Epidemiology of Acute Kidney Injury After Neonatal Cardiac Surgery: A Report From the Multicenter Neonatal and Pediatric Heart and Renal Outcomes Network

Crit Care Med. 2021;49(10):e941-e951. doi:10.1097/CCM.0000000000005165. PMID: 34166288.

Alten JA, Cooper DS, Blinder JJ, et al.

Reviewed by Austin Rutledge


Neonatal AKI is common after cardiac surgery and is associated with significant morbidity and mortality; however, the reported rates of cardiac surgery-associated AKI (CS-AKI) have varied widely (15-75%) across prior single-center studies. Although the neonatal modified Kidney Disease Improving Global Outcomes (KDIGO) criteria for diagnosing AKI is now widely accepted, it has yet to be evaluated within a multicenter neonatal cardiac surgery cohort. Multicenter studies have the benefit of larger sample sizes to enhance generalizability of results, though risk confoundment by variation in clinical practice among centers if not adherent to strict protocols.

What was the purpose of the studies?

Similar to the single-center study by Beken et al., the multicenter study was designed to 1) describe the rate of neonatal CS-AKI using the modified neonatal KDIGO AKI definition, 2) evaluate perioperative predictors of neonatal CS-AKI, and 3) investigate the impact of CS-AKI on outcomes.

What were study design and methods?

This was a multicenter retrospective cohort study from September 2015 to January 2018 conducted among 22 hospitals in North America using the NEPHRON registry within the Pediatric Critical Care Consortium (PC4). The previously reviewed single-center study was performed in a level III center in Turkey, which may have differing available resources and baseline rates of comorbidities or overall mortality.

AKI was defined using either serum creatinine (SCr) or urine output (UOP) criteria of the neonatal modified KDIGO definition. Beken et al. used only SCr criteria as UOP measurements were not readily available. The highest KDIGO UOP or SCr staging criteria was used for analysis. Patients requiring kidney replacement therapy (KRT) after 24hrs following surgery were automatically assigned stage 3 AKI.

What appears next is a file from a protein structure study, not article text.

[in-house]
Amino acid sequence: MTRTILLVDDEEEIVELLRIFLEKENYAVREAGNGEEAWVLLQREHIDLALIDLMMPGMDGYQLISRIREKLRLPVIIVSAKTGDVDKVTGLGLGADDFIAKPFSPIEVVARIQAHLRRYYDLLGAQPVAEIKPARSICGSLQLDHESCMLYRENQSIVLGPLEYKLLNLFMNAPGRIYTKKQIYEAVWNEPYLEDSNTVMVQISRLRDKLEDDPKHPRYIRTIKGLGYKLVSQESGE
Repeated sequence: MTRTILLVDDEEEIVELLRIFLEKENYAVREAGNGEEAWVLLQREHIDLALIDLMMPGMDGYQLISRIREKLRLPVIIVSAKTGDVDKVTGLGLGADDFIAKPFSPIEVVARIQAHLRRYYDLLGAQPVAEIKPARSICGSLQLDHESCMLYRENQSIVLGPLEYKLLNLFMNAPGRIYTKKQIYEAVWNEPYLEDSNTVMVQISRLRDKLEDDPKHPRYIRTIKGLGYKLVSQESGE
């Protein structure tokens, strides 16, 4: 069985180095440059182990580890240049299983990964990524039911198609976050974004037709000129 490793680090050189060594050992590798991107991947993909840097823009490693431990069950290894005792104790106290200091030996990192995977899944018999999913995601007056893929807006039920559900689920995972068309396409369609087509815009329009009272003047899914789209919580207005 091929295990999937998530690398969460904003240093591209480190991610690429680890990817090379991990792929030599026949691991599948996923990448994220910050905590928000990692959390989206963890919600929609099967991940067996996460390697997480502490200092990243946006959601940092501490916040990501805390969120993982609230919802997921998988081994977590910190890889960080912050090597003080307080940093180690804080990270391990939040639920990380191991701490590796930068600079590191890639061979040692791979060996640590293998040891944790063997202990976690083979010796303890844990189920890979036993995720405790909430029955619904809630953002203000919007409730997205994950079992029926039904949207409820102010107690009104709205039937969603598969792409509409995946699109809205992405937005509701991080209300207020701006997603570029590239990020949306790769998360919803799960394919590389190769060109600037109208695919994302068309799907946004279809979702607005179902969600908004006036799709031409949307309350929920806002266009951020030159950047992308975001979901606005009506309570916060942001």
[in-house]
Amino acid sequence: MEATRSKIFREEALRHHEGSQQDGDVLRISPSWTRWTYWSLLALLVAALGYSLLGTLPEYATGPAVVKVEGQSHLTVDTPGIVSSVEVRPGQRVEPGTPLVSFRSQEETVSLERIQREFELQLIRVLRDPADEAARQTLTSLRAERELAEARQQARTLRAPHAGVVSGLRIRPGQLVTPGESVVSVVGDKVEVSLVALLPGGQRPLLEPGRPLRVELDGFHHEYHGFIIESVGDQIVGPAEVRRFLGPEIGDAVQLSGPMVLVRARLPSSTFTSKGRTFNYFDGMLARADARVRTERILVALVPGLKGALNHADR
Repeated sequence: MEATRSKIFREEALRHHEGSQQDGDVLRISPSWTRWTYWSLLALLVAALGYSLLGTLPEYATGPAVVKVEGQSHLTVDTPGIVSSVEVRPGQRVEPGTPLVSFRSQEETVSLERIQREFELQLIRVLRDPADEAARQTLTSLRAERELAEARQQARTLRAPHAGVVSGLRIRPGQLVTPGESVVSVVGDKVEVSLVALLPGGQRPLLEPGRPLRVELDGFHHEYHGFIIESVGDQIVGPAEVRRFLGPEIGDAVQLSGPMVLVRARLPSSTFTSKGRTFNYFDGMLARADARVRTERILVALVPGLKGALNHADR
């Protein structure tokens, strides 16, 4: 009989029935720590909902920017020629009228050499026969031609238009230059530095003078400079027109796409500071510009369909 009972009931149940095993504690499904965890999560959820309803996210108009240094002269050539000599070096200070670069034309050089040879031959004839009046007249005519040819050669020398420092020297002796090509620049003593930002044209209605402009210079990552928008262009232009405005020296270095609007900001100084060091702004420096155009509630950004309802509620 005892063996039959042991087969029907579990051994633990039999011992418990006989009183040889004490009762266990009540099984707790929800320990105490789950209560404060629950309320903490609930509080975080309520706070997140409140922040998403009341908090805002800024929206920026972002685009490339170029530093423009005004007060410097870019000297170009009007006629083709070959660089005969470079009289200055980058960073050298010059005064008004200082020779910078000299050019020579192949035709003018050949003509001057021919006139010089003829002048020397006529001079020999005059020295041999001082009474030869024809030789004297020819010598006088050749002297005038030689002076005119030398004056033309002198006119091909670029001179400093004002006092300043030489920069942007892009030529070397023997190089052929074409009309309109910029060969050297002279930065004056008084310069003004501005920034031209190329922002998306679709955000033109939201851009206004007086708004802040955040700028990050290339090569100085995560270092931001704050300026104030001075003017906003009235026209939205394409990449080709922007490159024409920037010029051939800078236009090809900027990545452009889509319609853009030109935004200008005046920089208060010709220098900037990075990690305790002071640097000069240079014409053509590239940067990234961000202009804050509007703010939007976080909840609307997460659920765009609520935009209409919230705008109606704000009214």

Enrollment criteria included neonates undergoing cardiac surgery from 22 PC4 hospitals. Whereas the single-center study enrolled only patients >37 weeks gestation, premature neonates were included in the multicenter cohort. The following exclusion criteria were unique to the multicenter study: 1) cardiopulmonary bypass (CPB) reoperation within 7 days, 2) preoperative KRT, 3) preoperative SCr elevation, and 4) extracorporeal membrane oxygenation during the first 24hrs after surgery.

What are the results?

2,240 patients met enrollment criteria for the multicenter study, of which 291 (13%) were born premature.

1,207 patients (53.8%) developed CS-AKI and of those, 58.2% had stage 1, 25.0% had stage 2, and 16.8% had stage 3. 12 of the 203 patients with stage 3 AKI were categorized based on the need for KRT.

The percentage of patients who underwent CPB were similar between the multicenter (74%) and single-center (71%) studies as were the distribution of AKI stages among those requiring CPB.

The 35.6% AKI rate in the single-center cohort fell within the wide range of 27-86% across the participating institutions within the multicenter study. However, the single-center stage 3 AKI rate of 46.5% was higher than the multicenter range of 0-31%. This difference is even more substantial given 68% of those with stage 3 AKI in the multicenter study were diagnosed as a result of oligo/anuria, a criterion not utilized by Beken et al.